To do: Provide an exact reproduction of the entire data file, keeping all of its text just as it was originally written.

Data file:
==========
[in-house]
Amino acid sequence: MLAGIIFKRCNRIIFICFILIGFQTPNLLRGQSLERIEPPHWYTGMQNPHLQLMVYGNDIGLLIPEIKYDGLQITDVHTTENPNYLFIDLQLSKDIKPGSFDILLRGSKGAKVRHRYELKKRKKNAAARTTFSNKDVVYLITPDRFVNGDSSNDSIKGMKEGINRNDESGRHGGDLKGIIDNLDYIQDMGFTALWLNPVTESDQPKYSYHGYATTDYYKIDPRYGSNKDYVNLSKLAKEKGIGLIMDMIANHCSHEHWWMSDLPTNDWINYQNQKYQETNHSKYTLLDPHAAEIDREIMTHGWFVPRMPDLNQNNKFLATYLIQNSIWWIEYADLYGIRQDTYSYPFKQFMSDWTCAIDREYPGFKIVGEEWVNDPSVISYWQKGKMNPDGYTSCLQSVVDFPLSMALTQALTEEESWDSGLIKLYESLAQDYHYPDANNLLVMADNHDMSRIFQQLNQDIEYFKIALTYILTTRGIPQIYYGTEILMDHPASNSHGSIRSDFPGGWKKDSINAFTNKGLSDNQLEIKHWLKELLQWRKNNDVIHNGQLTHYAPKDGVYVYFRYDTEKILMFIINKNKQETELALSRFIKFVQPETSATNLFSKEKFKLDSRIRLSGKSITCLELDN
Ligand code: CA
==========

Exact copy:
[in-house]
Amino acid sequence: MLAGIIFKRCNRIIFICFILIGFQTPNLLRGQSLERIEPPHWYTGMQNPHLQLMVYGNDIGLLIPEIKYDGLQITDVHTTENPNYLFIDLQLSKDIKPGSFDILLRGSKGAKVRHRYELKKRKKNAAARTTFSNKDVVYLITPDRFVNGDSSNDSIKGMKEGINRNDESGRHGGDLKGIIDNLDYIQDMGFTALWLNPVTESDQPKYSYHGYATTDYYKIDPRYGSNKDYVNLSKLAKEKGIGLIMDMIANHCSHEHWWMSDLPTNDWINYQNQKYQETNHSKYTLLDPHAAEIDREIMTHGWFVPRMPDLNQNNKFLATYLIQNSIWWIEYADLYGIRQDTYSYPFKQFMSDWTCAIDREYPGFKIVGEEWVNDPSVISYWQKGKMNPDGYTSCLQSVVDFPLSMALTQALTEEESWDSGLIKLYESLAQDYHYPDANNLLVMADNHDMSRIFQQLNQDIEYFKIALTYILTTRGIPQIYYGTEILMDHPASNSHGSIRSDFPGGWKKDSINAFTNKGLSDNQLEIKHWLKELLQWRKNNDVIHNGQLTHYAPKDGVYVYFRYDTEKILMFIINKNKQETELALSRFIKFVQPETSATNLFSKEKFKLDSRIRLSGKSITCLELDN
Ligand code: CA